On the left, it is increasingly fashionable to trash David Broder and his political pronouncements, which sometimes reflect an unusual and baffling level of sympathy for the White House.
But on “Meet the Press” this Sunday, Mr. Broder, the supposed “dean” of the Washington press corps, demonstrated that on at least one topic he’s well ahead of his fellow journalists.
At issue was Michael Bloomberg’s potential presidential candidacy and as his fellow panelists, PBS’s Gwen Ifill, The Wall Street Journal’s John Harwood and Roger Simon of The Politico, took turns expounding on The 646 Reasons Why An Independent Can Never Be Elected, Mr. Broder jumped in.
“You guys are much too dismissive,” he told them.
Mr. Broder then argued that an independent “absolutely” can win the presidency in 2008 because both parties are fatally tainted – the Republicans by their association with President Bush and the Democrats by their stewardship of Congress – thus creating a gaping opening for a credible third candidate in the middle.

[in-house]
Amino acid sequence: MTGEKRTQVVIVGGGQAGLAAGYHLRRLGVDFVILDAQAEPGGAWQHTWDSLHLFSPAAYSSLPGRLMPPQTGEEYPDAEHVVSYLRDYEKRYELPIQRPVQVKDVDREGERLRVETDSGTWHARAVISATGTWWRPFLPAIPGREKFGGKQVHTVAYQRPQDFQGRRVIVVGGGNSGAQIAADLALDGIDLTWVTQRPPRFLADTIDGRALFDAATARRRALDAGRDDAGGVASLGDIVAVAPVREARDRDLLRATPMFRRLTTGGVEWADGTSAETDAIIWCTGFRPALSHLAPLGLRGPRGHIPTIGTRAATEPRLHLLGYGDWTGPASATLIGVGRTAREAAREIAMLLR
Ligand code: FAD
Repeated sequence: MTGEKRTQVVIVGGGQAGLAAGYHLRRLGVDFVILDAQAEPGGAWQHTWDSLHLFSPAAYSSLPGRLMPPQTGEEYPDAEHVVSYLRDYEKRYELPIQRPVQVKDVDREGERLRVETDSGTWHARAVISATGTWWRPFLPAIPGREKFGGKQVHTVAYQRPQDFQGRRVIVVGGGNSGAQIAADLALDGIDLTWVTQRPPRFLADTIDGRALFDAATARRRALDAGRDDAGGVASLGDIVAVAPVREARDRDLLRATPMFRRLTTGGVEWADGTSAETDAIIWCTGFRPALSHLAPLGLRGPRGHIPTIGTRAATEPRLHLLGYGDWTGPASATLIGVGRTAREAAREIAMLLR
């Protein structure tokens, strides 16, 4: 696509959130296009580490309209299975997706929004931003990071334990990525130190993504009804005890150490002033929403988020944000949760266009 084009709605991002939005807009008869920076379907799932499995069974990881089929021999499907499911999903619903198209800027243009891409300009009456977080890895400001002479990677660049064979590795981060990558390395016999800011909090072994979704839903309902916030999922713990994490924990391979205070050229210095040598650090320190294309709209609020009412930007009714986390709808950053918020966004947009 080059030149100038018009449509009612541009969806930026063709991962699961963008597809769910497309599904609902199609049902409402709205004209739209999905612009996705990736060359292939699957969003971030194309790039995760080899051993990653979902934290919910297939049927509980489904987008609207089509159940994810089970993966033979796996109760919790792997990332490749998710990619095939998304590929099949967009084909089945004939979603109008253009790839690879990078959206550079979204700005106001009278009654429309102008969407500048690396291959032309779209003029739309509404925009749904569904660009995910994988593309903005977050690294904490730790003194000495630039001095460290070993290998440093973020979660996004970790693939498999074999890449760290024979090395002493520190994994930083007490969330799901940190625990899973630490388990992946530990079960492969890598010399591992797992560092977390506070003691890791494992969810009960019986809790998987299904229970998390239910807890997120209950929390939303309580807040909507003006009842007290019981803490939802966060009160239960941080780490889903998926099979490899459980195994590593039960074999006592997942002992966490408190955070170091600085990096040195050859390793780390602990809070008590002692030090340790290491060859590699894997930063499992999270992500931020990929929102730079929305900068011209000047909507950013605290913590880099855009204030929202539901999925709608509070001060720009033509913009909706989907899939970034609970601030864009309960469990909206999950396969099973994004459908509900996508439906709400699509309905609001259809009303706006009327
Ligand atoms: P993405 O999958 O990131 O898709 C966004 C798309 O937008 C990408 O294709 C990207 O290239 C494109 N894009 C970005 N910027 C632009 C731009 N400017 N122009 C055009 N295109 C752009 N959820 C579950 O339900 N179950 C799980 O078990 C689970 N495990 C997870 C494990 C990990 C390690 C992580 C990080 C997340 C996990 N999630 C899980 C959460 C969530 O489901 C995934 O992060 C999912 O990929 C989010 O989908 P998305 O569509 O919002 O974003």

His assertion wasn’t without flaws. For instance, he overstated the liability-potential of Congress for ’08 Democrats. Sure, Congress scores terribly in polls, but negative sentiment toward President Bush is vastly more intense, hostile and personal. But in the bigger picture, at least, Mr. Broder had the good sense to recognize that his fellow Washingtonians’ often-justified skepticism toward independents may not hold up in the case of 2008 and Mr. Bloomberg.
His fellow panelists, by contrast, seemed to be on autopilot, offering up one familiar and easy-to-rebut argument against Mr. Bloomberg’s plausibility after another.
Take Mr. Simon, customarily an insightful political observer. Asked by host Tim Russert for his take on the Bloomberg ’08 talk, Mr. Simon responded with a cheap-shot – “For the Bloomberg scenario, I was going to call it a fantasy, but that would be cruel” – before offering two particularly suspect reasons to write off Mr. Bloomberg.
"For the scenario to work,” he said, “not just one party, but both parties have to nominate candidates at the extremes. You have to have a Barry Goldwater on one side and a George McGovern on the other. How likely is that to happen, especially since both parties know that Michael Bloomberg might enter the race?”
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